As this antiseptic spray comes in a small, lightweight bottle of 8oz, you can take it with you wherever you go without a hassle. It’s fragrance-free, so you will have no problem using it in public, such as on the commute. 

Regular use of this antiseptic will keep your family safe from germs, just as long as you are thorough and patient.

Buy on Amazon


Dermoplast Pain & Itch Spray

Dermoplast Pain, Burn & Itch Spray, Pain Relief Spray for Minor Cuts, Burns and Bug Bites, 2.75 oz (Packaging May Vary)
19,048 Reviews
Dermoplast Pain, Burn & Itch Spray, Pain Relief Spray for Minor Cuts, Burns and Bug Bites, 2.75 oz (Packaging May Vary)
  • One 2.75 oz can of Dermoplast Pain, Burn & Itch Spray
  • Provides immediate pain and itch relief for minor skin irritations and postpartum care

Do you have kids? We’re certain that they probably fought you tooth and nail when you had to treat a small cut on their arm or their leg. However, those days just might be coming to an end. Dermoplast provides a painless solution to disinfecting wounds.

This is marketed as a “must-have for moms” and it couldn’t be described in any better way. Dermoplast relieves a lot of the pain from cuts, scrapes, insect bites, sunburn, and more. All you need to do is spray the affected area and the effect will be instantaneous.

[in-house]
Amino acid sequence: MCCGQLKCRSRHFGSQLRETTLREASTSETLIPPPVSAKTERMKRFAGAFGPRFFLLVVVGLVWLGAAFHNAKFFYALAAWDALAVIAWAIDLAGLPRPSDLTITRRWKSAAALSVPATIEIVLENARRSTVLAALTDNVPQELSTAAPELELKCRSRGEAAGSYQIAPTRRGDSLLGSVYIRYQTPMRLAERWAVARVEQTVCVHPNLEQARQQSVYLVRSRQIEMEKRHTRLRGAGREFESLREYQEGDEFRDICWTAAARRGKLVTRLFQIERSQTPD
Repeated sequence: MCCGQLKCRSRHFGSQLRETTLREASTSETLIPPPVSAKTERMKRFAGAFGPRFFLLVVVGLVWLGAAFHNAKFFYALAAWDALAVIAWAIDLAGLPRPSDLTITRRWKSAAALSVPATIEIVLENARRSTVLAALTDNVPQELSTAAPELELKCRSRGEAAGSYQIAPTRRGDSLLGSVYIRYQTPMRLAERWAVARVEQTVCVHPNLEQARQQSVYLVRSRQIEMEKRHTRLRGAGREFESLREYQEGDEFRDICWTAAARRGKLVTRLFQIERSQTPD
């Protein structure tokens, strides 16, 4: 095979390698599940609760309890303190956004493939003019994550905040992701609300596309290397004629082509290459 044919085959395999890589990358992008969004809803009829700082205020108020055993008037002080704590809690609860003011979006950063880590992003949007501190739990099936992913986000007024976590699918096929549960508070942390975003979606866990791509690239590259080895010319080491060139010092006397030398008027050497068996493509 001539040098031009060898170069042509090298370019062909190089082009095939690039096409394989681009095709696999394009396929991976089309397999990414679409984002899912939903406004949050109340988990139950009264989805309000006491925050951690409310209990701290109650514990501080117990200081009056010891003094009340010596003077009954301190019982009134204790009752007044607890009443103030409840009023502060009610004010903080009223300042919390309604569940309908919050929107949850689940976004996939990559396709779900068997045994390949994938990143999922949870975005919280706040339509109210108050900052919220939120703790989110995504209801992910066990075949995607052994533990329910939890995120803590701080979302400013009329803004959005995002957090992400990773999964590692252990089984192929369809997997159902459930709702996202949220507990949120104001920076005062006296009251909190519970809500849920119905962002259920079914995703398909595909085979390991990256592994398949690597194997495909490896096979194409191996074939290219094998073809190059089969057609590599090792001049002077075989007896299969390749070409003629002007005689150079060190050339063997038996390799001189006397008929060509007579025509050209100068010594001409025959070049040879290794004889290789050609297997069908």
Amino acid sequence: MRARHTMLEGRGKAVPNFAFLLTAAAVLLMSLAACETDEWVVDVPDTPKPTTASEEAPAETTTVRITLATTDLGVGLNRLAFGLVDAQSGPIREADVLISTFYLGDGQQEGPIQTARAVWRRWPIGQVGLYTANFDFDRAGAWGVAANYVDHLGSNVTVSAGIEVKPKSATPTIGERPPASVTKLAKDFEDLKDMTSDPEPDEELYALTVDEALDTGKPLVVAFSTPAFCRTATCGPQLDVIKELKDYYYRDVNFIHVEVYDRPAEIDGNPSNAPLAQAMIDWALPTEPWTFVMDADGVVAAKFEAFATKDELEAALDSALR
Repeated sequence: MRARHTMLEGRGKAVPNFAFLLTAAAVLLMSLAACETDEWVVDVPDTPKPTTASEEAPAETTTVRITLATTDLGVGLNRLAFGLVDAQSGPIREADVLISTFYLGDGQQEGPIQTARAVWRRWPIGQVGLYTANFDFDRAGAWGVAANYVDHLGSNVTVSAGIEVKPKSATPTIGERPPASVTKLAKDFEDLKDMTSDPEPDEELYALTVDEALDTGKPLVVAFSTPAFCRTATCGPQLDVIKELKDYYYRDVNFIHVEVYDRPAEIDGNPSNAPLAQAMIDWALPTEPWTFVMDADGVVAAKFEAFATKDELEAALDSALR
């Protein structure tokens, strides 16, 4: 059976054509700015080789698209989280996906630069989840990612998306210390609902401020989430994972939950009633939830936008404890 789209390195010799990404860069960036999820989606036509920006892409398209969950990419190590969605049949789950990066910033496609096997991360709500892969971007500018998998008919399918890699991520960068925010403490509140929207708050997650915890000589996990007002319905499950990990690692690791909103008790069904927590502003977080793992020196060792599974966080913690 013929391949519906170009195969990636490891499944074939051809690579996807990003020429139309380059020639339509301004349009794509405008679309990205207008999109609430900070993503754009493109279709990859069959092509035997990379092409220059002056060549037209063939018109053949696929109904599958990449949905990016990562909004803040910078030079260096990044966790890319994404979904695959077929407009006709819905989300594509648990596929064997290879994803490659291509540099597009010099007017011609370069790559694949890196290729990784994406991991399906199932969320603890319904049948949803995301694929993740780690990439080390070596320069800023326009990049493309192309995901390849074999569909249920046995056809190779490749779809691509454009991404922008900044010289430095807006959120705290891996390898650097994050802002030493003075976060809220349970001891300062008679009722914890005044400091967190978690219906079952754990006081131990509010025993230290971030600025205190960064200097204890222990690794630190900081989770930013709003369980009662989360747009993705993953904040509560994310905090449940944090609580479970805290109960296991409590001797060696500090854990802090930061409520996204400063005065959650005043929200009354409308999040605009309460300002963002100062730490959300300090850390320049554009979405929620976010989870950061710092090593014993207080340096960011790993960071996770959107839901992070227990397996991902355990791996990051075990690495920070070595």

Combining hospital-strength benzocaine with aloe, lanolin, and menthol, this antiseptic spray attacks the problem from several sides and speeds up the recovery process.

Dermoplast is widely used by medical professionals. It does a great job of disinfecting the skin or mucous membranes. It has a soothing, calming effect that makes you forget you’ve ever gotten that — previously annoying — bruise, mosquito bite, or cut. 

If you want to use something that is praised by doctors all over the world, Dermoplast is a good pick.

Buy on Amazon


Betadine First Aid Spray

Betadine First Aid Spray 3 oz Povidone Iodine Antiseptic with No-Sting Promise (Packaging May Vary)
5,263 Reviews
Betadine First Aid Spray 3 oz Povidone Iodine Antiseptic with No-Sting Promise (Packaging May Vary)
  • 5% POVIDONE IODINE ANTISEPTIC: Betadine First Aid Spray is an aqueous solution of povidone-iodine 5% that kills germs promptly in minor cuts, scrapes and burns
  • TRUSTED BY HEALTHCARE PROFESSIONALS: Betadine has been trusted and used in hospitals for over 50 years. Simply spray over the minor wound after cleaning and let dry

This antiseptic spray is made out of a 5% iodine antiseptic. This substance kills the germs found in minor cuts or bruises, so it’s good to carry with you while you’re on the go. 

Simply spraying the wound with Betadine and leaving it to dry for a while is sufficient. This is a model that works with a broad range of germs, viruses, and other microbes. It works in two ways: it will disinfect whatever you need it to, and  continue its own mission.